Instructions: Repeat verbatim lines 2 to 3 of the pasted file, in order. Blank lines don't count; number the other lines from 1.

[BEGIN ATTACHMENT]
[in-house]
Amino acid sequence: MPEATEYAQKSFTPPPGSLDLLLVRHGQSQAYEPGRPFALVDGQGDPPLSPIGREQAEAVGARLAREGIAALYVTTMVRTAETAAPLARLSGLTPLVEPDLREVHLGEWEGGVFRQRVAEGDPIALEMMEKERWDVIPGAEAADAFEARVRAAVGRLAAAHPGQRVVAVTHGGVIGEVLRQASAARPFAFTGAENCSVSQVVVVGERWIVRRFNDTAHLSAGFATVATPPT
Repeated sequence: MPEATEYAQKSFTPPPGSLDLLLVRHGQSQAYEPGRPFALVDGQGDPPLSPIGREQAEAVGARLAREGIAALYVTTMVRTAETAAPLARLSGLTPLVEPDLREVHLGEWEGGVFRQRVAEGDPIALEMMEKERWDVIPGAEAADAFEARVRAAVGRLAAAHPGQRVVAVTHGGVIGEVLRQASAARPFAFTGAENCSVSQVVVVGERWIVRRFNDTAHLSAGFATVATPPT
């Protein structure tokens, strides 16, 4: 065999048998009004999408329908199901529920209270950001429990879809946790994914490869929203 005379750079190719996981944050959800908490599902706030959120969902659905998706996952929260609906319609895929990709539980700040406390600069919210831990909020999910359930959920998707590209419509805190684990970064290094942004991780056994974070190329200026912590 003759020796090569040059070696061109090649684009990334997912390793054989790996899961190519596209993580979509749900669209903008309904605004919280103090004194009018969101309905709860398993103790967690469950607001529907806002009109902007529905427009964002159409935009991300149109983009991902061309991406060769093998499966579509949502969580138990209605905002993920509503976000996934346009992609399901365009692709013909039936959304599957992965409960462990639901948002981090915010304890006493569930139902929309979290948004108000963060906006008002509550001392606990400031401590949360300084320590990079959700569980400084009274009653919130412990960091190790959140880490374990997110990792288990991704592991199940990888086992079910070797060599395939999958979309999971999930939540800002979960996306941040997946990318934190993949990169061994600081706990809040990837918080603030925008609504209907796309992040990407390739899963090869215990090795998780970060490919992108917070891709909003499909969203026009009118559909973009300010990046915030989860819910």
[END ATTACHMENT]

Amino acid sequence: MPEATEYAQKSFTPPPGSLDLLLVRHGQSQAYEPGRPFALVDGQGDPPLSPIGREQAEAVGARLAREGIAALYVTTMVRTAETAAPLARLSGLTPLVEPDLREVHLGEWEGGVFRQRVAEGDPIALEMMEKERWDVIPGAEAADAFEARVRAAVGRLAAAHPGQRVVAVTHGGVIGEVLRQASAARPFAFTGAENCSVSQVVVVGERWIVRRFNDTAHLSAGFATVATPPT
Repeated sequence: MPEATEYAQKSFTPPPGSLDLLLVRHGQSQAYEPGRPFALVDGQGDPPLSPIGREQAEAVGARLAREGIAALYVTTMVRTAETAAPLARLSGLTPLVEPDLREVHLGEWEGGVFRQRVAEGDPIALEMMEKERWDVIPGAEAADAFEARVRAAVGRLAAAHPGQRVVAVTHGGVIGEVLRQASAARPFAFTGAENCSVSQVVVVGERWIVRRFNDTAHLSAGFATVATPPT